Image from www.rabycastle.com
If you’re not a very arty person you may not have heard of a marble statue by the name of The Greek Slave. In fact, it is one of the most important sculptures of the nineteenth century – it being especially highly rated in the USA, as it is the work of their very own Hiram Powers. And I am pleased to report that it sits here in the North-East, amidst the artistic treasures of Raby Castle.
It was created by Mr Powers in 1844, was exhibited at the Great Exhibition of 1851 in London and then bought by the 2nd Duke of Cleveland of Raby Castle in 1859 for £1,800. At nearly 40 stone in weight, it can’t have been an easy delivery to make, via train and truck from the capital to its new home in Co.Durham.
In case you’re wondering, the statue represents a life-size Greek Slave girl standing, chained and fully naked, at a Turkish slave market. During Victorian times, as you can imagine, it was a very controversial piece – so much so, in fact, that at many exhibitions men and women were obliged to view it separately. The young lady’s innocence is illustrated by the presence of a small Christian cross hanging near her right hand.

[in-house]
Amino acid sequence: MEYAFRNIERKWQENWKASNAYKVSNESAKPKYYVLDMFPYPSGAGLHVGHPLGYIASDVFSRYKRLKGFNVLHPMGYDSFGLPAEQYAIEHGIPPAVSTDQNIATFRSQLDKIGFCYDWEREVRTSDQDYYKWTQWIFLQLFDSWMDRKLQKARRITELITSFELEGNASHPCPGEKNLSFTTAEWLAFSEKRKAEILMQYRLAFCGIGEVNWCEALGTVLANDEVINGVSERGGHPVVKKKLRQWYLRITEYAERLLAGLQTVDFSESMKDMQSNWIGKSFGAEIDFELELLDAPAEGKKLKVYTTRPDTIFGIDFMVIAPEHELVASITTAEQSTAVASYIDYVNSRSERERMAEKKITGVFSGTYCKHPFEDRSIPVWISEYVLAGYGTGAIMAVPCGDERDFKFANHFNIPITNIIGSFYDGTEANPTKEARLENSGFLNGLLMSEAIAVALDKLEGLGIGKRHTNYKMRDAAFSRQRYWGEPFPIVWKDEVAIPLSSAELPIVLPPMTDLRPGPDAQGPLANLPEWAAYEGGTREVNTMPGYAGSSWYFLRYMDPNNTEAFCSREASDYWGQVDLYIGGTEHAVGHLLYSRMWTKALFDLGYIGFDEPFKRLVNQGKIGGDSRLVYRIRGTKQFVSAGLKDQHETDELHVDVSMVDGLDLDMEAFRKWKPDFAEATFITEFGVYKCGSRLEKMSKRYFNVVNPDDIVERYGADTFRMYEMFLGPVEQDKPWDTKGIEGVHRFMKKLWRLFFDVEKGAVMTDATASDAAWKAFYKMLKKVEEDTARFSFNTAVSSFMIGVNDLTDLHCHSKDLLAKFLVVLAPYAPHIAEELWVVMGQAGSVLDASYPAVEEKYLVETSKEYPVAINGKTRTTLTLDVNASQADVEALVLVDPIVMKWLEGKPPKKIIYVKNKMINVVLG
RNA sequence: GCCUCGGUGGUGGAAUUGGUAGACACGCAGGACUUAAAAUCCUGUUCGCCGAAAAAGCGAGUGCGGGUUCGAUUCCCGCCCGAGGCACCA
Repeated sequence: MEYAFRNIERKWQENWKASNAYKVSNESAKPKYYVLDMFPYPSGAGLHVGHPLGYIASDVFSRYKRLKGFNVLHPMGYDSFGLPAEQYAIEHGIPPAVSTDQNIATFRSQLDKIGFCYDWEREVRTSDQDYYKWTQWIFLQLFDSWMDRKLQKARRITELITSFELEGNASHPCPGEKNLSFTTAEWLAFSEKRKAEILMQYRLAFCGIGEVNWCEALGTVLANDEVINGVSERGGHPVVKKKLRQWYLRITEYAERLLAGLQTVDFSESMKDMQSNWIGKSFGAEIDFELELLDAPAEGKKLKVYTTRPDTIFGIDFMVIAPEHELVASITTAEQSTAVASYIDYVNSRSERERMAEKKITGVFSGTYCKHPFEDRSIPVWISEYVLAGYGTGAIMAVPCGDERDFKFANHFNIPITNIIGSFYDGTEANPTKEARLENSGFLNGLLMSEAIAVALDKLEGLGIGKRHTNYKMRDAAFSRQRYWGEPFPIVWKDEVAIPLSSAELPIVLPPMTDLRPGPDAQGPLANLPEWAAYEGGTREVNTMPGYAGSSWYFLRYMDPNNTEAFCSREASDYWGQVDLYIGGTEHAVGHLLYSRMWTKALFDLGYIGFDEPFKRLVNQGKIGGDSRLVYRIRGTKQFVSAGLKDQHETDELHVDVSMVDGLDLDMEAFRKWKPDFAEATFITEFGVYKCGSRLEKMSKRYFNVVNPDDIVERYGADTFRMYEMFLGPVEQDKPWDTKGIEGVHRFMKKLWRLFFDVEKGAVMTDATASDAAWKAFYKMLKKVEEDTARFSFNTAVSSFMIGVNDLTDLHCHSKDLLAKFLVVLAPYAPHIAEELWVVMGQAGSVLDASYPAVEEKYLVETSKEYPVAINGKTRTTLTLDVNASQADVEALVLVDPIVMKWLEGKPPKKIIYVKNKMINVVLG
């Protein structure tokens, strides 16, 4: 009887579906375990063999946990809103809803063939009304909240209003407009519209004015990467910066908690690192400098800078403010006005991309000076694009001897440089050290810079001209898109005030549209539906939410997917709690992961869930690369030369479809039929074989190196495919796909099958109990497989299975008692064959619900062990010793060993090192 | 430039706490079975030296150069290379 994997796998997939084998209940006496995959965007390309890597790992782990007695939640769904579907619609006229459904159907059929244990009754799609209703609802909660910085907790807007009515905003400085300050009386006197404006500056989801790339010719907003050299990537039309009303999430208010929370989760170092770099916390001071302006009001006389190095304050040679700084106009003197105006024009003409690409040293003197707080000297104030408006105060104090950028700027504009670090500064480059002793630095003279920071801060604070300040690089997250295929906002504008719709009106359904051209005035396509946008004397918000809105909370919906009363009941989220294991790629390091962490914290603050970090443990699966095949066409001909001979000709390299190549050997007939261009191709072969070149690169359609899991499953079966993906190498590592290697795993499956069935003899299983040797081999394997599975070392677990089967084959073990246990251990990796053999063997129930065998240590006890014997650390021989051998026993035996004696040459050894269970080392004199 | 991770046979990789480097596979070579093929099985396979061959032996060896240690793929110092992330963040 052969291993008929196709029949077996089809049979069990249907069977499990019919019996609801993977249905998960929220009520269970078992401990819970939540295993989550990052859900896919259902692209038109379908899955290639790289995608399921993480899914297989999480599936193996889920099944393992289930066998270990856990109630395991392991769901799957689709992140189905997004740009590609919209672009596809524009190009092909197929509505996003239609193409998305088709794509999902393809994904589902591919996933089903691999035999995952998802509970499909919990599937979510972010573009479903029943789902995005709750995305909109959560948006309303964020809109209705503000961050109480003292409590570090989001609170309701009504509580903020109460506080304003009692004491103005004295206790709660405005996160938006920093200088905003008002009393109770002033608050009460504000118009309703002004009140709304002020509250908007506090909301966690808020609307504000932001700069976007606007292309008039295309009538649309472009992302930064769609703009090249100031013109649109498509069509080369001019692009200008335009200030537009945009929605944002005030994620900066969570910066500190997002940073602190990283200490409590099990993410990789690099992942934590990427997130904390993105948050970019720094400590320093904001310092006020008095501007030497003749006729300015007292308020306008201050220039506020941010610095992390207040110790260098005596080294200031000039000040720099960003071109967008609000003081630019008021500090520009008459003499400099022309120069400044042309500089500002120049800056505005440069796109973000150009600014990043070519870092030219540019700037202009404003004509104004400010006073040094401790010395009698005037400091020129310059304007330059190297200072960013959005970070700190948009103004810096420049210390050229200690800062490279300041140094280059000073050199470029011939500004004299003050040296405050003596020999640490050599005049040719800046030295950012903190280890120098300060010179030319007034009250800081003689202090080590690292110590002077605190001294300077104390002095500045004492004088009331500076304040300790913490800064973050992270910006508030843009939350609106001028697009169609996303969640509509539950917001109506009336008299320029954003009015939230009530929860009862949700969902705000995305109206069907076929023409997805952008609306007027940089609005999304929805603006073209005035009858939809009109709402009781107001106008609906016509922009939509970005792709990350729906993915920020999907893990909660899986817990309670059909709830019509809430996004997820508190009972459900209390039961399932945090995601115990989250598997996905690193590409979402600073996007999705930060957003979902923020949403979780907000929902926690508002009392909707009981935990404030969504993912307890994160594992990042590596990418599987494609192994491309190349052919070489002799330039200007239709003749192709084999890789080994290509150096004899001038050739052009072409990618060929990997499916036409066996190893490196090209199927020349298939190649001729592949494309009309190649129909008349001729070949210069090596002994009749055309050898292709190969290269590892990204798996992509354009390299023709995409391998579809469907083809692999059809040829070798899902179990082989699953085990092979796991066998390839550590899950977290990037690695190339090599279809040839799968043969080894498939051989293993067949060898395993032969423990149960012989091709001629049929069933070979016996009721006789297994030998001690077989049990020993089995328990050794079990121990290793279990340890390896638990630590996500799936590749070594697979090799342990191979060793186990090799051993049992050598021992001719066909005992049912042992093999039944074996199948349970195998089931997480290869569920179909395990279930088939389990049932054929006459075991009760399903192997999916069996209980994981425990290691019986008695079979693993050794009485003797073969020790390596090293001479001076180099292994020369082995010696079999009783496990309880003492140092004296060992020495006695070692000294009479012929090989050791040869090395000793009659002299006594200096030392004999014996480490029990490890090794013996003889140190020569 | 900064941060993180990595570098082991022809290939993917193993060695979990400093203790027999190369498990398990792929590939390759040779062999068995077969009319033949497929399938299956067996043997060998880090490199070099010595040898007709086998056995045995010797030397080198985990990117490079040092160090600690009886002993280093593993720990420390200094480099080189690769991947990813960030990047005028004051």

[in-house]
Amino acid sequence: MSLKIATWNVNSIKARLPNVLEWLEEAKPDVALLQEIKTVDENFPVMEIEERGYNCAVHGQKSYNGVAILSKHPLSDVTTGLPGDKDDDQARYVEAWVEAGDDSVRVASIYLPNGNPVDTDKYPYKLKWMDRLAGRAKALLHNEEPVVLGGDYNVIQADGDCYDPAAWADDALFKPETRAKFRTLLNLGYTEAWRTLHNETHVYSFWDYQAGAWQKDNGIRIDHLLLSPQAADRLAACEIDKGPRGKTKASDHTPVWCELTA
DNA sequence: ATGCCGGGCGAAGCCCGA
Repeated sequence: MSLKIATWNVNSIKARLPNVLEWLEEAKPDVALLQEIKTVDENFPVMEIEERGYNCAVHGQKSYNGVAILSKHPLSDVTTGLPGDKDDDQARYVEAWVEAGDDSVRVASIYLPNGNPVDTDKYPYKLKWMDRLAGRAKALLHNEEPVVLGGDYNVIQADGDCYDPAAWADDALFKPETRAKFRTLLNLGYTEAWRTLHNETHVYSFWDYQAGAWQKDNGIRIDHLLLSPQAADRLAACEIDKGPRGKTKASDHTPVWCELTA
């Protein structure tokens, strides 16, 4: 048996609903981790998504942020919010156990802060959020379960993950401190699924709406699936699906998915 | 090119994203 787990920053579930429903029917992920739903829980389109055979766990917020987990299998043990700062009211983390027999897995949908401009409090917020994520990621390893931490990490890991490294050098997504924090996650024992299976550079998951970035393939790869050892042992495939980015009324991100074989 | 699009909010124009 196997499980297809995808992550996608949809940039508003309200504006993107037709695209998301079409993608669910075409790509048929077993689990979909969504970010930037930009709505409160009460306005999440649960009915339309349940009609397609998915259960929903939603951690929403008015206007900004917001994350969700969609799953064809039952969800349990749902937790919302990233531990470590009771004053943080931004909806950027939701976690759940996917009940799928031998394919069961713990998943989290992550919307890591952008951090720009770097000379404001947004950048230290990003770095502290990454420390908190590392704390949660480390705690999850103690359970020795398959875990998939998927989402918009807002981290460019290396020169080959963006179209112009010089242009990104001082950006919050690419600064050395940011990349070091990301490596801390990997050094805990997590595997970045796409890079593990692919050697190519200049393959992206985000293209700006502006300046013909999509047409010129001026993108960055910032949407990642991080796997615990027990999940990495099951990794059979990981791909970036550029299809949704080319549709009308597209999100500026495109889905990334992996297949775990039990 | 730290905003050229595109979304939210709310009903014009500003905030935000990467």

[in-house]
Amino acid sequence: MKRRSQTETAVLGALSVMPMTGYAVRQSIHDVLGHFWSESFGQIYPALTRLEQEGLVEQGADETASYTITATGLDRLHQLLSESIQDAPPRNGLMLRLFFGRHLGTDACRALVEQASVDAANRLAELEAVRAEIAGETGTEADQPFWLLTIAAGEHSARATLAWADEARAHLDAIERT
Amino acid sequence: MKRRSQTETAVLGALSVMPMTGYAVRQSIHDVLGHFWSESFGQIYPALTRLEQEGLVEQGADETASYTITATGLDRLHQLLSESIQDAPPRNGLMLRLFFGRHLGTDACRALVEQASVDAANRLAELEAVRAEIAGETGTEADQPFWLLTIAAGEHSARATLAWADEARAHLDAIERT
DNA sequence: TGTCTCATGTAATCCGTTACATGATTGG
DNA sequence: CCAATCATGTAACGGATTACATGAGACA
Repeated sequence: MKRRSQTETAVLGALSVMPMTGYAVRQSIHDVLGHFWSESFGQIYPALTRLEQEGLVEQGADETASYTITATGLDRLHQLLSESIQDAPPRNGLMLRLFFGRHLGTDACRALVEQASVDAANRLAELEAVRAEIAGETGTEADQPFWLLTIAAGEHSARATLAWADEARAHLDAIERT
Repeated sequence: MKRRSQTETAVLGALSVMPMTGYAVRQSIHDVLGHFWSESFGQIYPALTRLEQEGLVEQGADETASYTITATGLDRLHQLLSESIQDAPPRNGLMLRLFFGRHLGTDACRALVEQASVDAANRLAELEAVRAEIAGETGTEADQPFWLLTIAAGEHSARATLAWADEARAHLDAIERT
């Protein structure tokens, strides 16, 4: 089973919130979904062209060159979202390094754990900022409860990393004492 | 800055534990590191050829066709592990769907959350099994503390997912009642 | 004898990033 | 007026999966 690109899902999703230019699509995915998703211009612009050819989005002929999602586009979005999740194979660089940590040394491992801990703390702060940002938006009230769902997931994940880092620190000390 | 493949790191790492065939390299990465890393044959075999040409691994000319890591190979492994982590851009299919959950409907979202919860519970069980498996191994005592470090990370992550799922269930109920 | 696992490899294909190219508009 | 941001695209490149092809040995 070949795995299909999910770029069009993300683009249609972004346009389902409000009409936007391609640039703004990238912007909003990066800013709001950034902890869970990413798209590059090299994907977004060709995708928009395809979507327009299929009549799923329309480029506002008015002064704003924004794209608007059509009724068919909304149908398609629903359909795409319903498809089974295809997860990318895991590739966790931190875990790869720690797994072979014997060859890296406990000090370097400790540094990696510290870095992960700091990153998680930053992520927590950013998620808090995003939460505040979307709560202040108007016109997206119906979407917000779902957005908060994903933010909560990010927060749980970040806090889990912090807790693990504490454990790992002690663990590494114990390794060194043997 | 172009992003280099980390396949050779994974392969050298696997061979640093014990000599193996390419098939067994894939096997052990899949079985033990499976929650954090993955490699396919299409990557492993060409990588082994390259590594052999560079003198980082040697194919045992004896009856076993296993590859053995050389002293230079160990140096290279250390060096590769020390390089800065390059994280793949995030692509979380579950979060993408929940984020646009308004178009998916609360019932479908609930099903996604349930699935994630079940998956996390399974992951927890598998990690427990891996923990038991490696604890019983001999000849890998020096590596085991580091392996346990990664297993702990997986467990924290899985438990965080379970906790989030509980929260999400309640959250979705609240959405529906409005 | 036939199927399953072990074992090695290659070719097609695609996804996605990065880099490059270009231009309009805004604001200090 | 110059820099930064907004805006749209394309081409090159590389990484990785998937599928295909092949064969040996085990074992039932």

That at Raby Castle is one of six marble copies that were created – with ours being the first (primary) copy, created from first a clay, then a plaster, ‘original’. Powers worked out of Florence, and the primary marble copy was purchased by an Englishman in 1845. It appeared in several exhibitions – including the famous Great Exhibition – before its move north.
In Power’s own words:
The Slave has been taken from one of the Greek Islands by the Turks, in the time of the Greek revolution, the history of which is familiar to all. Her father and mother, and perhaps all her kindred, have been destroyed by her foes, and she alone preserved as a treasure too valuable to be thrown away. She is now among barbarian strangers, under the pressure of a full recollection of the calamitous events which have brought her to her present state; and she stands exposed to the gaze of the people she abhors, and awaits her fate with intense anxiety, tempered indeed by the support of her reliance upon the goodness of God. Gather all these afflictions together, and add to them the fortitude and resignation of a Christian, and no room will be left for shame.
All the other full-size versions are to be found in the USA, though a smaller-scale affair is held by the V&A, London.